South and Central America
Nearly 90 killed by troops
By Bill Vann, 17 October 2003
With at least 86 workers, peasants and students confirmed killed by army and police bullets and hundreds more wounded during the last three weeks of mass protests, the Bush administration has solidarized itself fully with the repressive regime of President Gonzalo Sanchez de Lozada.
26 reported killed
By César Uco and Bill Vann, 14 October 2003
Bolivian army troops backed by tanks killed at least 26 workers and peasants and wounded some 90 more Sunday, as the US-backed government of President Gonzalo Sanchez Lozada unleashed murderous repressive force in an attempt to crush a month-long rebellion against his government’s International Monetary Fund-dictated austerity policies.
By Bill Vann, 8 October 2003
Venezuelan president Hugo Chavez cancelled a planned trip last month to the United Nations General Assembly’s opening debate, explaining that he did so because of a potential threat on his life. His government’s intelligence agencies had reportedly warned of a plot backed by the US Central Intelligence Agency (CIA) to sabotage his plane in flight from Caracas to New York City. He and others had also raised concerns about Venezuelan anti-government terrorists conducting military training on US soil.
By Paul Mitchell, 26 September 2003
An Argentine judge has freed 39 military officers and one civilian facing extradition to Spain. Federal judge Rodolfo Canicoba Corral told reporters, “I have placed them at immediate liberty unless another court orders their detention. The case has been shelved.”
By Mauricio Saavedra and Margaret Rees, 17 September 2003
Thirty years ago on September 11 the Chilean military, with the full backing of Washington and the Pentagon, overthrew the democratically elected government of President Salvadore Allende and installed General Augusto Pinochet’s fascist-military dictatorship, which lasted 17 years.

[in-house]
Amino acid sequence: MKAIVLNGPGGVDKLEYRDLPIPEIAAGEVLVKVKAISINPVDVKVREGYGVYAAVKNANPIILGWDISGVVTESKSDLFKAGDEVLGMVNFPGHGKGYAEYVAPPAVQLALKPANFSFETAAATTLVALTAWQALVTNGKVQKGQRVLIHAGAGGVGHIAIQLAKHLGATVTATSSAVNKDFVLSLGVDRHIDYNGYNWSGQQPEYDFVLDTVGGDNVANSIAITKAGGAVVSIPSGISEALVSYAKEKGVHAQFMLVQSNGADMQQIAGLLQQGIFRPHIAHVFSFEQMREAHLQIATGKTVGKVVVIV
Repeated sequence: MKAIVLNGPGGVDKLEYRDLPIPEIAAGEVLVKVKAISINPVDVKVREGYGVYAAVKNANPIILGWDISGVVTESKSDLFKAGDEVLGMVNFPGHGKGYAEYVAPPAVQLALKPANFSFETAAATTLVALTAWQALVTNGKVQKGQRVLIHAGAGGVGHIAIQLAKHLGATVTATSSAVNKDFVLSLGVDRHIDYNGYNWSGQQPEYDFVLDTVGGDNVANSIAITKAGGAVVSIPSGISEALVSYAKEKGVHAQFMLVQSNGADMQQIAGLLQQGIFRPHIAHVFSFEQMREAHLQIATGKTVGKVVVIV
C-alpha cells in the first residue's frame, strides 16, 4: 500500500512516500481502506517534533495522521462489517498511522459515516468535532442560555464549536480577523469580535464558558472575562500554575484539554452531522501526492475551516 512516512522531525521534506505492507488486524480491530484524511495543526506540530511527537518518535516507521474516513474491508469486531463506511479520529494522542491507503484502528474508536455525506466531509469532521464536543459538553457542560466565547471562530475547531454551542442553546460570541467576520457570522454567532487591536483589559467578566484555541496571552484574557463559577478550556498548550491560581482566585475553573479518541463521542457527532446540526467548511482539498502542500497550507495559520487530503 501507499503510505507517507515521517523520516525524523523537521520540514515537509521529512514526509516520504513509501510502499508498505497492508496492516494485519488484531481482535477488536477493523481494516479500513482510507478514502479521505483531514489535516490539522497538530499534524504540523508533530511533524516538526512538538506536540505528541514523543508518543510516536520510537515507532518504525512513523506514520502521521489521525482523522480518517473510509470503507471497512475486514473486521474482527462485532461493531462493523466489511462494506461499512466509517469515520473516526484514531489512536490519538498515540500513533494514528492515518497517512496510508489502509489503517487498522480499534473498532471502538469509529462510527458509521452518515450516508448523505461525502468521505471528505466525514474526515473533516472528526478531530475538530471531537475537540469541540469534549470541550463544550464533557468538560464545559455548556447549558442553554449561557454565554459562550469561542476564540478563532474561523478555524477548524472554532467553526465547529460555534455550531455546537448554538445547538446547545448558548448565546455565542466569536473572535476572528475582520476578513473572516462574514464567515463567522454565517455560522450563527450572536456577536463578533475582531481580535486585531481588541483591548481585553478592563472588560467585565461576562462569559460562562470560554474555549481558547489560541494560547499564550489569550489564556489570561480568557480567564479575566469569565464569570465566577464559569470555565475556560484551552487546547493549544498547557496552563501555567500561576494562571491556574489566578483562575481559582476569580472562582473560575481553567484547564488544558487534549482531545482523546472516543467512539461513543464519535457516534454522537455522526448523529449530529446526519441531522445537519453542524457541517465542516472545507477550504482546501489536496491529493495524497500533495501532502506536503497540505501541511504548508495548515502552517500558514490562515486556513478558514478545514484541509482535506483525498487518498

12 September 2003
September 11 marked the 30th anniversary of the bloody US-backed coup that brought to power the fascist-military dictatorship of General Augusto Pinochet. The struggle in Chile that culminated in bitter defeat three decades ago constituted one of the most important strategic experiences of the international working class. The coup itself was an event that played no small role in shaping the world as it exists today.
Rumsfeld: “Frontline in terror war”
By Bill Vann, 26 August 2003
The Bush administration signaled strongly last week that it is preparing to escalate its military intervention in Colombia’s four-decade-old civil war.
By Paul Mitchell, 16 July 2003
Judge Baltasar Garzon has renewed his call for 46 Argentine military officers to be extradited to Spain. He has demanded they pay nearly $3 billion in compensation to victims of the 1976-1983 Argentine military dictatorship in which they participated.
Amid propaganda campaign over Iraq:
By Bill Vann, 2 July 2003
Last month, the people of Xiquin Sanahi, a small village in the Guatemalan highlands, reburied the remains of 75 of their family members and neighbors who were massacred two decades ago by the Guatemalan army. The skeletal remains had been exhumed a year earlier by a team of forensic anthropologists.
By Rafael Azul, 16 June 2003
Nestor Kirchner assumed power in Buenos Aires on May 25. Backed by powerful oil and mineral interests and by his predecessor, President Eduardo Duhalde, Kirchner had campaigned on a platform that was critical of both the International Monetary Fund (IMF) and the social catastrophe created by capitalism in Argentina.
By Bill Vann, 14 June 2003
US Secretary of State Colin Powell came away empty handed from the annual meeting of the Organization of American States held earlier this week in Santiago, Chile.
Tens of thousands march in Lima
By Cesár Uco, 5 June 2003
Tens of thousands of workers marched in downtown Lima Tuesday in defiance of the state of emergency declared by the government of President Alejandro Toledo.
The theory of “self-organization”
By David Walsh, 2 June 2003
Luis Zamora, leader of the Autonomy and Freedom (Autonomia y Libertad) movement, is a prominent political figure in Argentina. A deputy in the National Congress, Zamora toyed with the idea of running for president in the recently held election—at one point he was leading in the polls—before abandoning the notion last autumn on the grounds that “taking power” was not what his “socialist-libertarian” organization was about.
By Rafael Azul, 29 April 2003